Listen to Your Body: How I Self-Diagnosed My Food Allergies

Depending on your source, the number of Americans with some type of food allergy ranges from 3 million1 to 15 million2. The FDA’s estimates are 2 percent of adults and 4-8 percent of children. Regardless of the real number, I am one of them. Here’s how I found out:

It was early 2009. Despite ongoing efforts to exercise and diet (or at least eat in moderation), I couldn’t lose weight. I was running 3.25 miles a day, and the scale was still perma-stuck in the mid-180s (as it had been for years—my peak was 192 pounds.) In addition to being overweight, I was bloated, exhausted, and my digestive tract was…, well…, not digesting so well. The more whole grains and fibers I added to my diet (i.e. the “healthier” I tried to eat), the worse I felt.

Doctors I saw all told me I’d feel better if I just lost weight.

Aaaahhh! That’s the problem! I can’t lose weight! Something’s wrong with me!

Not receiving any direction from the medical community, fed up with the crappy insurance company, and thoroughly confused by all of the conflicting diet advice out there, I cracked. I was so sick and tired of being sick and tired that I decided, “Screw the health industry. They’re not helping me; I’ve got to help me.”

I stopped working out, stopped trying to “eat right,” and threw everything I’d ever heard or read about food, diet, and exercise out the window. I focused on one thing: listening to my body.

The first major clue came with cheese. When I listened to my body, I realized my mouth burned when I ate cheese. That was my body telling me, “Don’t eat that!” I cut out dairy.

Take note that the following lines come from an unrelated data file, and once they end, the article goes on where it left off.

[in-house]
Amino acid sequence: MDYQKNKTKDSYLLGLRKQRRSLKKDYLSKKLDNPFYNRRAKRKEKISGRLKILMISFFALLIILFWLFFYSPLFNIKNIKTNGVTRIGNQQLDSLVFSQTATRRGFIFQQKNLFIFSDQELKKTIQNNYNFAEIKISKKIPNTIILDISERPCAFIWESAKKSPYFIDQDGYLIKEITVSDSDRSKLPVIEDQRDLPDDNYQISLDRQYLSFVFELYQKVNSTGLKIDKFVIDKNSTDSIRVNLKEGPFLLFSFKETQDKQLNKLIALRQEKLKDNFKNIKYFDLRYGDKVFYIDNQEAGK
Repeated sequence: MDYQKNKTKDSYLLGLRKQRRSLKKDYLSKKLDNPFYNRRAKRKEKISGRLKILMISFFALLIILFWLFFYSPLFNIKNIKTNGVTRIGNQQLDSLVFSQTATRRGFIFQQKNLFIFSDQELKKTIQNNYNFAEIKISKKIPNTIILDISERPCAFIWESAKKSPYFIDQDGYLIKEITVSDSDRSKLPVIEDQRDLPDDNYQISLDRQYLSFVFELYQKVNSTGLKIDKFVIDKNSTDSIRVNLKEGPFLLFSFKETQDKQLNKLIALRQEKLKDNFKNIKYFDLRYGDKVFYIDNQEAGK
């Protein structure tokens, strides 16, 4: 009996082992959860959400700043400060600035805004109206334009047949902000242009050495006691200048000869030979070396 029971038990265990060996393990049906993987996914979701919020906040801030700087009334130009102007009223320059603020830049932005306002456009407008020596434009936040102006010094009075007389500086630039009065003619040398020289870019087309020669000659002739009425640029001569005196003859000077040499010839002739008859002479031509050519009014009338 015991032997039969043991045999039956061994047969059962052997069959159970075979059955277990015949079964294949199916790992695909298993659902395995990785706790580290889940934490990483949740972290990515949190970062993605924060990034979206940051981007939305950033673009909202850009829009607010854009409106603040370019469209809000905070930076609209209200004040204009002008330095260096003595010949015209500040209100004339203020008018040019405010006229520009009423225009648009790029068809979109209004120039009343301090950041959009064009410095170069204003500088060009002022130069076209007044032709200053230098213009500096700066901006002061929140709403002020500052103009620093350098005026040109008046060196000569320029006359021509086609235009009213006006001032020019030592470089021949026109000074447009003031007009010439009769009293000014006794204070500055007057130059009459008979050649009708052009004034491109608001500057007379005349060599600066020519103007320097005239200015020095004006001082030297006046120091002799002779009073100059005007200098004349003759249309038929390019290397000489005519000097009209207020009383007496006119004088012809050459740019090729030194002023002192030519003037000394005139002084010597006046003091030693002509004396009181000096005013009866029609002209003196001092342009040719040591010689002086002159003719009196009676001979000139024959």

Two weeks later, I figured out that when I ate wheat it made my stomach hurt—the more whole-grain, the worse. Another clue. I cut out gluten.

(Does this ring-true to anyone else out there…?)

It was difficult and frustrating at first, having to figure out new menus for myself, but I started feeling better so quickly that I wanted to continue. My mouth healed. My digestive system started getting back to normal. I focused on simple, one-ingredient foods (“spinach,” “ham,” “almonds”) so I could maximize control over what I was ingesting. I started getting my energy back. And I lost thirty pounds in four months, despite not working out.

I’ve continued to eat this way and to listen to my body for over three and a half years. I did go back to exercising, though gradually, listening to my body. And while I’d still like to lose ten more pounds, the scale now reads 130.

Going gluten/dairy-free eliminates ninety percent of junk food, but I don’t recommend adopting a radical diet like this just to lose weight. Gluten and dairy are important things to have in your system, if you can. (Besides, chances are you’ll be setting yourself up for failure if you cut out entire, major food groups for no reason.) For me, though, the reminder of how much it used to hurt when I ate gluten or dairy is a huge incentive to keep going. I also don’t have anything against doctors (my dad is one), and I still see them for other things.

Listening to my body is an ongoing process. There are a few other foods I’ve been interested to discover that my body doesn’t like. Some of these are broccoli, apples, and cashews. Surprising, I know.

But who am I to argue with my body?

 

Asthma and Allergy Foundation of America

Food Allergy and Anaphylaxis Network

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